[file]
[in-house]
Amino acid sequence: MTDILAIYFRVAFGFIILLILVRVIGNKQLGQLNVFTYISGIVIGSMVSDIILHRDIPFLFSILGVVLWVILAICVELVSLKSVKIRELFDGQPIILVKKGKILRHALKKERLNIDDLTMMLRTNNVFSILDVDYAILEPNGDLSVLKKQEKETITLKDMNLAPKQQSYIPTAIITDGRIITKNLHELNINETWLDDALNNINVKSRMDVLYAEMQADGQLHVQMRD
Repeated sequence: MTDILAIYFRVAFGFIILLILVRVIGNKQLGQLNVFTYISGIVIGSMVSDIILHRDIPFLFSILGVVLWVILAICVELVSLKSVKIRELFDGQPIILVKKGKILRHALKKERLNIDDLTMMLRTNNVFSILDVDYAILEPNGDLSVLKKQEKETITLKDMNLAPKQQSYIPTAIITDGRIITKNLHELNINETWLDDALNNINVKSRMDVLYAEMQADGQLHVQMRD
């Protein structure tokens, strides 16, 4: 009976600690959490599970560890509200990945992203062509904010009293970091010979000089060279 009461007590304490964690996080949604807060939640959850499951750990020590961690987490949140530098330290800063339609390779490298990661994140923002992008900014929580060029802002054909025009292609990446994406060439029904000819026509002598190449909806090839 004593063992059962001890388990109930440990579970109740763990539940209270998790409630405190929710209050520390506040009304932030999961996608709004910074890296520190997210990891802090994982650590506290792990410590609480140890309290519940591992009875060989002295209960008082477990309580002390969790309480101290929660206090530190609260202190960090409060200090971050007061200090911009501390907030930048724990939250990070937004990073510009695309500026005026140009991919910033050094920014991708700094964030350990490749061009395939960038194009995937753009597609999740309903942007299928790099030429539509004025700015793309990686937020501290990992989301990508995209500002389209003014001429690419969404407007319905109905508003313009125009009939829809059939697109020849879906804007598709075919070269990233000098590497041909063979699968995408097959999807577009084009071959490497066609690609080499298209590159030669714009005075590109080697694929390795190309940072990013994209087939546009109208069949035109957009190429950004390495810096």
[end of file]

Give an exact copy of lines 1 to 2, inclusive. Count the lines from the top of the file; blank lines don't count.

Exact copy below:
[in-house]
Amino acid sequence: MTDILAIYFRVAFGFIILLILVRVIGNKQLGQLNVFTYISGIVIGSMVSDIILHRDIPFLFSILGVVLWVILAICVELVSLKSVKIRELFDGQPIILVKKGKILRHALKKERLNIDDLTMMLRTNNVFSILDVDYAILEPNGDLSVLKKQEKETITLKDMNLAPKQQSYIPTAIITDGRIITKNLHELNINETWLDDALNNINVKSRMDVLYAEMQADGQLHVQMRD